There are two sides to any budget – revenues and expenses – so this month as the government asks you to pay your taxes in order to collect revenue you should be pleased to know they are also asking you personally to help decrease government expense.
Canada Revenue Agency (CRA) this year is asking taxpayers when they file their tax return if they wish to consent to on-line mail instead of receiving CRA letters through Canada Post – an ironic tidbit when one considers that CRA is one of the most frequent users of Canada Post … as Canada Posts struggles to be profitable.
But I digress.
If you agree to the question on your tax return to have CRA email you messages, you will have to set up “My Account” on-line with CRA. A simple process to do, but once again with a twist of irony, when you initiate the set up of your “My Account” CRA mails a passcode to you – yes, CRA uses Canada Post to get your secret code to you.
If you already have “My Account” set up with CRA, you can save CRA that passcode letter (but cost Canada Post) because you can give your consent to CRA directly on-line through your “My Account”.
So how’s email communication going to work?
CRA is assuring the public that information will remain private and be secure. To this end, CRA emails will not contain personal information nor detail, will not ask you to respond to the email, will not include links to the CRA website nor any other website, and will not have any attachment to open.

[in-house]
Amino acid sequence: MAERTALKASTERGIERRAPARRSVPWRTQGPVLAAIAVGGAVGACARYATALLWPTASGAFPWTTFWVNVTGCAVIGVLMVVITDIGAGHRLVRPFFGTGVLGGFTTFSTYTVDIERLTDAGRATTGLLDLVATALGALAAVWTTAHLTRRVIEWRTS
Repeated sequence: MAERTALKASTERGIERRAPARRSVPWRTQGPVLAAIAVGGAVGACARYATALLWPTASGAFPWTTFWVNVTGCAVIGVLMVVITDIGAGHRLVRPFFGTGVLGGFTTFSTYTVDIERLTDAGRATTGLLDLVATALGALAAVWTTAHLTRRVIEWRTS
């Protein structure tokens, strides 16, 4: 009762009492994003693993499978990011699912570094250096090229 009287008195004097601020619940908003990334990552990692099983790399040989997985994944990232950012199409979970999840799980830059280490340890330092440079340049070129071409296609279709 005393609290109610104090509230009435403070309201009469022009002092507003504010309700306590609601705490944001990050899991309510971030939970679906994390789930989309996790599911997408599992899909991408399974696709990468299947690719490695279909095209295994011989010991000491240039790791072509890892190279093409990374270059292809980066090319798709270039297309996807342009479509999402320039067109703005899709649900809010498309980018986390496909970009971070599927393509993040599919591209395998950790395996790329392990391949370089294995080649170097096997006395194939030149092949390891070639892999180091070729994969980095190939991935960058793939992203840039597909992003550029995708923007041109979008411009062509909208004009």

What CRA will send in their email is a message telling you to check your on-line CRA “My Account” for a message.
And what kind of messages will await you once you log into your “My Account”? Despite the fanfare of this move to go paperless and save taxpayers lots of money, at this time apparently only Notice of Assessments and Reassessments will be there for your perusal – these are the confirmation letters sent after filing a tax return.
In fairness, CRA promises eventually most every communication they have with taxpayers will be paperless – and I don’t think this implies CRA will be hiring more staff to make personal phone calls to taxpayers. Instead, perhaps one day a barrage of CRA messages will greet you each day in your in-box.
A second paperless push by CRA at this time is the request of taxpayers to set up direct deposit for payments from government.
Now if you ever want people to buy into something, offer them money or at least offer them their money faster. Speaking from experience, asking people to consent to direct deposit versus consenting to email communications is about a 10 to 1 ratio – go figure.
By the way, CRA has promised a mobile app for smart phones soon. Here’s a marketing tip, pay people to use it.
Ron Clarke has his MBA and is a business owner in Trail, providing accounting and tax services. Email him at ron.clarke@JBSbiz.ca. To read previous Tax Tips & Pits columns visit www.JBSbiz.net.